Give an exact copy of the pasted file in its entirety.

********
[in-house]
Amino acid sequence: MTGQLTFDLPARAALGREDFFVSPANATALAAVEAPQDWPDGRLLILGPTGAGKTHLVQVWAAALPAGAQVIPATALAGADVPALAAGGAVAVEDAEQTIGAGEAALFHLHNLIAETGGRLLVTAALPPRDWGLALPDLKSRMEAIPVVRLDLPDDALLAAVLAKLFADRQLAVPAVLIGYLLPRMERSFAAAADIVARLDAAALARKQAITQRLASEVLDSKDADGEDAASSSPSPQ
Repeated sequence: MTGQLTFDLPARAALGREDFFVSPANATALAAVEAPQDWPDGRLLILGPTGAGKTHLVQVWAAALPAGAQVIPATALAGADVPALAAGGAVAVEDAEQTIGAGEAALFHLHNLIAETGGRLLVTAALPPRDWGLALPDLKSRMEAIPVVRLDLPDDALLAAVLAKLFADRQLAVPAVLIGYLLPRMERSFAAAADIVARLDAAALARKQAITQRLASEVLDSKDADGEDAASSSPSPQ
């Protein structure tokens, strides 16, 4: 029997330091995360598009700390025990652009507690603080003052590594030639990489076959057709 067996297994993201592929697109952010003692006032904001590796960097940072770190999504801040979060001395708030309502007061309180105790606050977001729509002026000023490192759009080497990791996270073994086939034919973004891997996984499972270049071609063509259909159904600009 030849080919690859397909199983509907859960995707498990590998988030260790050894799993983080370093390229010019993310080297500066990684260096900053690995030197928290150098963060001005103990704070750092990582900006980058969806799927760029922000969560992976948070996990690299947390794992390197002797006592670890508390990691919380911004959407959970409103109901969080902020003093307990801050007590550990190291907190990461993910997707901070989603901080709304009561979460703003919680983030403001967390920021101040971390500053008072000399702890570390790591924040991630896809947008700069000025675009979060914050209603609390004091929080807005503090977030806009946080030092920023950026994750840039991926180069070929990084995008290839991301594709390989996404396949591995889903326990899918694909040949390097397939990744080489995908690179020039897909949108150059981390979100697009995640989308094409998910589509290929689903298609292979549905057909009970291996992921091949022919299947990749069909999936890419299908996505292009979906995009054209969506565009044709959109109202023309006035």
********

[in-house]
Amino acid sequence: MTGQLTFDLPARAALGREDFFVSPANATALAAVEAPQDWPDGRLLILGPTGAGKTHLVQVWAAALPAGAQVIPATALAGADVPALAAGGAVAVEDAEQTIGAGEAALFHLHNLIAETGGRLLVTAALPPRDWGLALPDLKSRMEAIPVVRLDLPDDALLAAVLAKLFADRQLAVPAVLIGYLLPRMERSFAAAADIVARLDAAALARKQAITQRLASEVLDSKDADGEDAASSSPSPQ
Repeated sequence: MTGQLTFDLPARAALGREDFFVSPANATALAAVEAPQDWPDGRLLILGPTGAGKTHLVQVWAAALPAGAQVIPATALAGADVPALAAGGAVAVEDAEQTIGAGEAALFHLHNLIAETGGRLLVTAALPPRDWGLALPDLKSRMEAIPVVRLDLPDDALLAAVLAKLFADRQLAVPAVLIGYLLPRMERSFAAAADIVARLDAAALARKQAITQRLASEVLDSKDADGEDAASSSPSPQ
């Protein structure tokens, strides 16, 4: 029997330091995360598009700390025990652009507690603080003052590594030639990489076959057709 067996297994993201592929697109952010003692006032904001590796960097940072770190999504801040979060001395708030309502007061309180105790606050977001729509002026000023490192759009080497990791996270073994086939034919973004891997996984499972270049071609063509259909159904600009 030849080919690859397909199983509907859960995707498990590998988030260790050894799993983080370093390229010019993310080297500066990684260096900053690995030197928290150098963060001005103990704070750092990582900006980058969806799927760029922000969560992976948070996990690299947390794992390197002797006592670890508390990691919380911004959407959970409103109901969080902020003093307990801050007590550990190291907190990461993910997707901070989603901080709304009561979460703003919680983030403001967390920021101040971390500053008072000399702890570390790591924040991630896809947008700069000025675009979060914050209603609390004091929080807005503090977030806009946080030092920023950026994750840039991926180069070929990084995008290839991301594709390989996404396949591995889903326990899918694909040949390097397939990744080489995908690179020039897909949108150059981390979100697009995640989308094409998910589509290929689903298609292979549905057909009970291996992921091949022919299947990749069909999936890419299908996505292009979906995009054209969506565009044709959109109202023309006035």